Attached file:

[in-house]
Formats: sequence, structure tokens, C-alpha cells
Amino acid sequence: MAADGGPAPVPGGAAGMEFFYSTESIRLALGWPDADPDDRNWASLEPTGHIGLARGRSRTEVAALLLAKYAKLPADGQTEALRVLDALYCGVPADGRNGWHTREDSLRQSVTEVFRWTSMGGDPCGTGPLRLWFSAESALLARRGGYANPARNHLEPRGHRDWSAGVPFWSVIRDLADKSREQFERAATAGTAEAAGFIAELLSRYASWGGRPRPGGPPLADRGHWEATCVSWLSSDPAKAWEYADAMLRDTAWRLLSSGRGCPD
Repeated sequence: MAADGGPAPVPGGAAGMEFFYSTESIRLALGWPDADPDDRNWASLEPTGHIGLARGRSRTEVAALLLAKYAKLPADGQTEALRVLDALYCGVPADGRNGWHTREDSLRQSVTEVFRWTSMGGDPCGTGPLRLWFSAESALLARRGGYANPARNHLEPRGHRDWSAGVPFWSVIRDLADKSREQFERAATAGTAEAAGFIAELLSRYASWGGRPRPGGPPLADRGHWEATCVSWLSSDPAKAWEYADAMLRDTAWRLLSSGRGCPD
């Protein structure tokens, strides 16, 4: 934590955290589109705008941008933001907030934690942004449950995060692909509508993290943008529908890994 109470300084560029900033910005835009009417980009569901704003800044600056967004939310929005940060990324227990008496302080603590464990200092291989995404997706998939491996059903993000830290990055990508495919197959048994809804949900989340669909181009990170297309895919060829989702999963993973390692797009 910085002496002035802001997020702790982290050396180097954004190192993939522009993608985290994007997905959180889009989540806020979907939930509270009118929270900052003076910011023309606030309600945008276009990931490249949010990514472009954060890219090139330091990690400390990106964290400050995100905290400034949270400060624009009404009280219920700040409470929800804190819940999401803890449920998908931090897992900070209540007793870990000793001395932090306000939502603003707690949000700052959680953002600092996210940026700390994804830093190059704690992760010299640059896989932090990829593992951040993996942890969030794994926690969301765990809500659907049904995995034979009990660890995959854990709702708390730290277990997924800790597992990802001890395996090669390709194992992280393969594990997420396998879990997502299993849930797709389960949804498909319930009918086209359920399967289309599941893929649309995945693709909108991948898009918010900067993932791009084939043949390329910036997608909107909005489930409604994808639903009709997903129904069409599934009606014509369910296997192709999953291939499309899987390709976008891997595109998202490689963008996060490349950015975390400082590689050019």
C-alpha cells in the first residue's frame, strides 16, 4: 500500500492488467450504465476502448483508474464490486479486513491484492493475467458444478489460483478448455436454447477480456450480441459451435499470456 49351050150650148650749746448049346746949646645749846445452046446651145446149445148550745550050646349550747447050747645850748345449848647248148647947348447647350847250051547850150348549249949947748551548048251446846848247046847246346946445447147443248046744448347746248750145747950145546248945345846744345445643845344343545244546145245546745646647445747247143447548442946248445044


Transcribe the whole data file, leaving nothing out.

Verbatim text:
[in-house]
Formats: sequence, structure tokens, C-alpha cells
Amino acid sequence: MAADGGPAPVPGGAAGMEFFYSTESIRLALGWPDADPDDRNWASLEPTGHIGLARGRSRTEVAALLLAKYAKLPADGQTEALRVLDALYCGVPADGRNGWHTREDSLRQSVTEVFRWTSMGGDPCGTGPLRLWFSAESALLARRGGYANPARNHLEPRGHRDWSAGVPFWSVIRDLADKSREQFERAATAGTAEAAGFIAELLSRYASWGGRPRPGGPPLADRGHWEATCVSWLSSDPAKAWEYADAMLRDTAWRLLSSGRGCPD
Repeated sequence: MAADGGPAPVPGGAAGMEFFYSTESIRLALGWPDADPDDRNWASLEPTGHIGLARGRSRTEVAALLLAKYAKLPADGQTEALRVLDALYCGVPADGRNGWHTREDSLRQSVTEVFRWTSMGGDPCGTGPLRLWFSAESALLARRGGYANPARNHLEPRGHRDWSAGVPFWSVIRDLADKSREQFERAATAGTAEAAGFIAELLSRYASWGGRPRPGGPPLADRGHWEATCVSWLSSDPAKAWEYADAMLRDTAWRLLSSGRGCPD
């Protein structure tokens, strides 16, 4: 934590955290589109705008941008933001907030934690942004449950995060692909509508993290943008529908890994 109470300084560029900033910005835009009417980009569901704003800044600056967004939310929005940060990324227990008496302080603590464990200092291989995404997706998939491996059903993000830290990055990508495919197959048994809804949900989340669909181009990170297309895919060829989702999963993973390692797009 910085002496002035802001997020702790982290050396180097954004190192993939522009993608985290994007997905959180889009989540806020979907939930509270009118929270900052003076910011023309606030309600945008276009990931490249949010990514472009954060890219090139330091990690400390990106964290400050995100905290400034949270400060624009009404009280219920700040409470929800804190819940999401803890449920998908931090897992900070209540007793870990000793001395932090306000939502603003707690949000700052959680953002600092996210940026700390994804830093190059704690992760010299640059896989932090990829593992951040993996942890969030794994926690969301765990809500659907049904995995034979009990660890995959854990709702708390730290277990997924800790597992990802001890395996090669390709194992992280393969594990997420396998879990997502299993849930797709389960949804498909319930009918086209359920399967289309599941893929649309995945693709909108991948898009918010900067993932791009084939043949390329910036997608909107909005489930409604994808639903009709997903129904069409599934009606014509369910296997192709999953291939499309899987390709976008891997595109998202490689963008996060490349950015975390400082590689050019």
C-alpha cells in the first residue's frame, strides 16, 4: 500500500492488467450504465476502448483508474464490486479486513491484492493475467458444478489460483478448455436454447477480456450480441459451435499470456 49351050150650148650749746448049346746949646645749846445452046446651145446149445148550745550050646349550747447050747645850748345449848647248148647947348447647350847250051547850150348549249949947748551548048251446846848247046847246346946445447147443248046744448347746248750145747950145546248945345846744345445643845344343545244546145245546745646647445747247143447548442946248445044